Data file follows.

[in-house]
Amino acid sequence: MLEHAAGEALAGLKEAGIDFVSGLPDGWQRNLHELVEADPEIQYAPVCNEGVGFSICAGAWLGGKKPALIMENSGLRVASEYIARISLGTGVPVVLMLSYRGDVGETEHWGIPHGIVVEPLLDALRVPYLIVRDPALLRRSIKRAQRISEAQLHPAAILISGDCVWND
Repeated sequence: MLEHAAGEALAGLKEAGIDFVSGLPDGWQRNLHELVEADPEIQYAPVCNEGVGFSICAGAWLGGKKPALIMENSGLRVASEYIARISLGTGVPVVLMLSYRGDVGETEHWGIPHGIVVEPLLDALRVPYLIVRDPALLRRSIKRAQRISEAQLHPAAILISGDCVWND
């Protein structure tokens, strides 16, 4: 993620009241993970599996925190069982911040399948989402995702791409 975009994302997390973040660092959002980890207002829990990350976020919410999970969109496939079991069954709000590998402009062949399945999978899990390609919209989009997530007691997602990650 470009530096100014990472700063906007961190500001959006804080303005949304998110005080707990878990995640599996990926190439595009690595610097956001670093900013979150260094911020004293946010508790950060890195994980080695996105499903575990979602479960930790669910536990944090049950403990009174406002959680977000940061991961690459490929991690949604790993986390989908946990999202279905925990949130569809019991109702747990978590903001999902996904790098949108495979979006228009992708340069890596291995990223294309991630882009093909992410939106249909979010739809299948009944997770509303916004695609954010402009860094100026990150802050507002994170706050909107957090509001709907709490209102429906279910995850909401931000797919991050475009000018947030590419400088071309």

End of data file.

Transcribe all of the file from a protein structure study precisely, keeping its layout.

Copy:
[in-house]
Amino acid sequence: MLEHAAGEALAGLKEAGIDFVSGLPDGWQRNLHELVEADPEIQYAPVCNEGVGFSICAGAWLGGKKPALIMENSGLRVASEYIARISLGTGVPVVLMLSYRGDVGETEHWGIPHGIVVEPLLDALRVPYLIVRDPALLRRSIKRAQRISEAQLHPAAILISGDCVWND
Repeated sequence: MLEHAAGEALAGLKEAGIDFVSGLPDGWQRNLHELVEADPEIQYAPVCNEGVGFSICAGAWLGGKKPALIMENSGLRVASEYIARISLGTGVPVVLMLSYRGDVGETEHWGIPHGIVVEPLLDALRVPYLIVRDPALLRRSIKRAQRISEAQLHPAAILISGDCVWND
């Protein structure tokens, strides 16, 4: 993620009241993970599996925190069982911040399948989402995702791409 975009994302997390973040660092959002980890207002829990990350976020919410999970969109496939079991069954709000590998402009062949399945999978899990390609919209989009997530007691997602990650 470009530096100014990472700063906007961190500001959006804080303005949304998110005080707990878990995640599996990926190439595009690595610097956001670093900013979150260094911020004293946010508790950060890195994980080695996105499903575990979602479960930790669910536990944090049950403990009174406002959680977000940061991961690459490929991690949604790993986390989908946990999202279905925990949130569809019991109702747990978590903001999902996904790098949108495979979006228009992708340069890596291995990223294309991630882009093909992410939106249909979010739809299948009944997770509303916004695609954010402009860094100026990150802050507002994170706050909107957090509001709907709490209102429906279910995850909401931000797919991050475009000018947030590419400088071309």